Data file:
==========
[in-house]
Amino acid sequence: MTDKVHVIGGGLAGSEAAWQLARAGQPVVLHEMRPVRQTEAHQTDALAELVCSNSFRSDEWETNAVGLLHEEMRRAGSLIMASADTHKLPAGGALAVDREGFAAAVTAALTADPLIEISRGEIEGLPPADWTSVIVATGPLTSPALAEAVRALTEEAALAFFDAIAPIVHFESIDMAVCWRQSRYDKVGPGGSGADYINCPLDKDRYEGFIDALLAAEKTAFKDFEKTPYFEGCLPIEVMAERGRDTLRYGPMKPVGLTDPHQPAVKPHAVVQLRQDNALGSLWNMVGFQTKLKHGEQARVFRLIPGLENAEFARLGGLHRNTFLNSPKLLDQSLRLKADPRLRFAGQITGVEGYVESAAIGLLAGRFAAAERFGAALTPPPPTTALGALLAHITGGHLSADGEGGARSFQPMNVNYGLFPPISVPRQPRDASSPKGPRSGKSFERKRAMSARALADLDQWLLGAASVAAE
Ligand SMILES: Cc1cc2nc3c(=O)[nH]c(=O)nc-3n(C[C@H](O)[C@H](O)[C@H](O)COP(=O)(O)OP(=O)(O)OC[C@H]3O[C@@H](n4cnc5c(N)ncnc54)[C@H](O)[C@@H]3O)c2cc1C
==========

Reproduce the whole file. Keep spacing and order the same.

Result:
[in-house]
Amino acid sequence: MTDKVHVIGGGLAGSEAAWQLARAGQPVVLHEMRPVRQTEAHQTDALAELVCSNSFRSDEWETNAVGLLHEEMRRAGSLIMASADTHKLPAGGALAVDREGFAAAVTAALTADPLIEISRGEIEGLPPADWTSVIVATGPLTSPALAEAVRALTEEAALAFFDAIAPIVHFESIDMAVCWRQSRYDKVGPGGSGADYINCPLDKDRYEGFIDALLAAEKTAFKDFEKTPYFEGCLPIEVMAERGRDTLRYGPMKPVGLTDPHQPAVKPHAVVQLRQDNALGSLWNMVGFQTKLKHGEQARVFRLIPGLENAEFARLGGLHRNTFLNSPKLLDQSLRLKADPRLRFAGQITGVEGYVESAAIGLLAGRFAAAERFGAALTPPPPTTALGALLAHITGGHLSADGEGGARSFQPMNVNYGLFPPISVPRQPRDASSPKGPRSGKSFERKRAMSARALADLDQWLLGAASVAAE
Ligand SMILES: Cc1cc2nc3c(=O)[nH]c(=O)nc-3n(C[C@H](O)[C@H](O)[C@H](O)COP(=O)(O)OP(=O)(O)OC[C@H]3O[C@@H](n4cnc5c(N)ncnc54)[C@H](O)[C@@H]3O)c2cc1C